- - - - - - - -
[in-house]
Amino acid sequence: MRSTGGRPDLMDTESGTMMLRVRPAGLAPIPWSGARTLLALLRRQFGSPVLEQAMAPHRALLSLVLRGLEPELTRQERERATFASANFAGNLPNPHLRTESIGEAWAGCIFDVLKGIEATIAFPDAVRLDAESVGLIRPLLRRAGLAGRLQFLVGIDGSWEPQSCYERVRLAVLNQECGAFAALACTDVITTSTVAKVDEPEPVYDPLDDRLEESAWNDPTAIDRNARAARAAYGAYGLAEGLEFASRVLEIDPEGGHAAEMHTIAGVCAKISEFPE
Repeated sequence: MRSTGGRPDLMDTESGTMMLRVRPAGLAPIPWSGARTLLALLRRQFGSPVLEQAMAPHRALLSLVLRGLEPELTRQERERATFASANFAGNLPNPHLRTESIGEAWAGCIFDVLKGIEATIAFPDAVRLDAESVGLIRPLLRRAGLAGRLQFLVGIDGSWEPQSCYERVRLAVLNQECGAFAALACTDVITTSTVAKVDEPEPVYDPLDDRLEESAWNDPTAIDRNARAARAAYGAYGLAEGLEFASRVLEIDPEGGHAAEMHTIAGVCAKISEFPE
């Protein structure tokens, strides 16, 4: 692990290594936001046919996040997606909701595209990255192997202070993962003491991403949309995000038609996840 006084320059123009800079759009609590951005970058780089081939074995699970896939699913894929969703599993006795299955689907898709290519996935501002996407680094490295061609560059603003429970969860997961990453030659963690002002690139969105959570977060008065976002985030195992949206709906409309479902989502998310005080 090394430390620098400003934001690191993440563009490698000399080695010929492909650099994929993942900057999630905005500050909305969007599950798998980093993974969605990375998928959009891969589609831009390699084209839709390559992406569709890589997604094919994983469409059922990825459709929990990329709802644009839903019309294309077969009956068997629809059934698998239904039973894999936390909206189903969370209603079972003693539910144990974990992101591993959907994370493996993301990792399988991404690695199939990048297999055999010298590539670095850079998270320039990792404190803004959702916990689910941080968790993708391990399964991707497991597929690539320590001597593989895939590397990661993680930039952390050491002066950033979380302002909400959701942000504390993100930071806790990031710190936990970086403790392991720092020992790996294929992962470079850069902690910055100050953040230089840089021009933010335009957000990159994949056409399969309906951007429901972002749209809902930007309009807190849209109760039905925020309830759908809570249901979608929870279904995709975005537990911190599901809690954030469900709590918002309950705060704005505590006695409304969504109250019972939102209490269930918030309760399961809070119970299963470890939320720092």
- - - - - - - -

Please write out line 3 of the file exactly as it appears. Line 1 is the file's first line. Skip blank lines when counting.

Repeated sequence: MRSTGGRPDLMDTESGTMMLRVRPAGLAPIPWSGARTLLALLRRQFGSPVLEQAMAPHRALLSLVLRGLEPELTRQERERATFASANFAGNLPNPHLRTESIGEAWAGCIFDVLKGIEATIAFPDAVRLDAESVGLIRPLLRRAGLAGRLQFLVGIDGSWEPQSCYERVRLAVLNQECGAFAALACTDVITTSTVAKVDEPEPVYDPLDDRLEESAWNDPTAIDRNARAARAAYGAYGLAEGLEFASRVLEIDPEGGHAAEMHTIAGVCAKISEFPE